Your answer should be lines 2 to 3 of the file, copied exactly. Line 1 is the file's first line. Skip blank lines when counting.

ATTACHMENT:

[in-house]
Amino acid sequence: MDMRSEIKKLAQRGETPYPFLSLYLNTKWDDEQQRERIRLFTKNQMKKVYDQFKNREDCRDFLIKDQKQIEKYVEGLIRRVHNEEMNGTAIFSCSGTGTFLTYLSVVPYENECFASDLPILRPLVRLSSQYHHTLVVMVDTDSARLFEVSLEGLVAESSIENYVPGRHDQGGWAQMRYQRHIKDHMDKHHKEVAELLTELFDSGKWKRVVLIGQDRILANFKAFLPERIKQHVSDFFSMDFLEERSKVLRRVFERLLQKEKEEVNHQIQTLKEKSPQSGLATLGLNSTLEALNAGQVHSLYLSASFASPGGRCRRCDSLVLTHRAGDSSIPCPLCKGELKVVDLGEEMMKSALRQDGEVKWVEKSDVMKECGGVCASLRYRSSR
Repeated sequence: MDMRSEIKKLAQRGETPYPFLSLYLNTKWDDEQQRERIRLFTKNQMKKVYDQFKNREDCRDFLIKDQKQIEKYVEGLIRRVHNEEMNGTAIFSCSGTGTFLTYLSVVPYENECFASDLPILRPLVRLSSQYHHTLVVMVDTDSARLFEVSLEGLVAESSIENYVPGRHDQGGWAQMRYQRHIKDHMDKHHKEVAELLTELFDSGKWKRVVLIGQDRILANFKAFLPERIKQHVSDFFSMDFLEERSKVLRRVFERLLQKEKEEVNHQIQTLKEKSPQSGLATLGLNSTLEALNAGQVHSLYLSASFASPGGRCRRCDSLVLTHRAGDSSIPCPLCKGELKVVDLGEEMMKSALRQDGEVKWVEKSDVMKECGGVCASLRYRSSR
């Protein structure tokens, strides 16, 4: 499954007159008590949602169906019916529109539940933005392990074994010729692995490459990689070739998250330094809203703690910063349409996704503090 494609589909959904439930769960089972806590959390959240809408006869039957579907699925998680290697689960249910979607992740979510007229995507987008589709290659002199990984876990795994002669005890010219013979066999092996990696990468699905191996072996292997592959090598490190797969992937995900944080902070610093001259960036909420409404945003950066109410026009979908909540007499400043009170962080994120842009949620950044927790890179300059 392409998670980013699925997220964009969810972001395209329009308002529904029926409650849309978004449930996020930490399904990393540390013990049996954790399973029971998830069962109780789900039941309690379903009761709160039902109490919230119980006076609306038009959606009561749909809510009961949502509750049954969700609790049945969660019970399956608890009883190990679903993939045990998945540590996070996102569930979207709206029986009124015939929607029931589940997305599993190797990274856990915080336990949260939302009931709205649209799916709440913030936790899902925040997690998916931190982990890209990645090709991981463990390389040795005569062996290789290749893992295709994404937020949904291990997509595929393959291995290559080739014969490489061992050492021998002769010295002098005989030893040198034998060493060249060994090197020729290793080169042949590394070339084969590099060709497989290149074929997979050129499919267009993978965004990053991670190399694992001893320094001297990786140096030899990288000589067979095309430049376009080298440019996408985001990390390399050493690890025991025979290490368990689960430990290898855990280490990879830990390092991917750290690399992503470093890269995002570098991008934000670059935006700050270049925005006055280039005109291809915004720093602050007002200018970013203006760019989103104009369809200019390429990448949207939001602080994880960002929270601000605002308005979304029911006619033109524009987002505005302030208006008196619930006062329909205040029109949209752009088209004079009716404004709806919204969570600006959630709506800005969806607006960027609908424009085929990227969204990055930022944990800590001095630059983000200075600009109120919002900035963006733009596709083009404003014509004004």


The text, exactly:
Amino acid sequence: MDMRSEIKKLAQRGETPYPFLSLYLNTKWDDEQQRERIRLFTKNQMKKVYDQFKNREDCRDFLIKDQKQIEKYVEGLIRRVHNEEMNGTAIFSCSGTGTFLTYLSVVPYENECFASDLPILRPLVRLSSQYHHTLVVMVDTDSARLFEVSLEGLVAESSIENYVPGRHDQGGWAQMRYQRHIKDHMDKHHKEVAELLTELFDSGKWKRVVLIGQDRILANFKAFLPERIKQHVSDFFSMDFLEERSKVLRRVFERLLQKEKEEVNHQIQTLKEKSPQSGLATLGLNSTLEALNAGQVHSLYLSASFASPGGRCRRCDSLVLTHRAGDSSIPCPLCKGELKVVDLGEEMMKSALRQDGEVKWVEKSDVMKECGGVCASLRYRSSR
Repeated sequence: MDMRSEIKKLAQRGETPYPFLSLYLNTKWDDEQQRERIRLFTKNQMKKVYDQFKNREDCRDFLIKDQKQIEKYVEGLIRRVHNEEMNGTAIFSCSGTGTFLTYLSVVPYENECFASDLPILRPLVRLSSQYHHTLVVMVDTDSARLFEVSLEGLVAESSIENYVPGRHDQGGWAQMRYQRHIKDHMDKHHKEVAELLTELFDSGKWKRVVLIGQDRILANFKAFLPERIKQHVSDFFSMDFLEERSKVLRRVFERLLQKEKEEVNHQIQTLKEKSPQSGLATLGLNSTLEALNAGQVHSLYLSASFASPGGRCRRCDSLVLTHRAGDSSIPCPLCKGELKVVDLGEEMMKSALRQDGEVKWVEKSDVMKECGGVCASLRYRSSR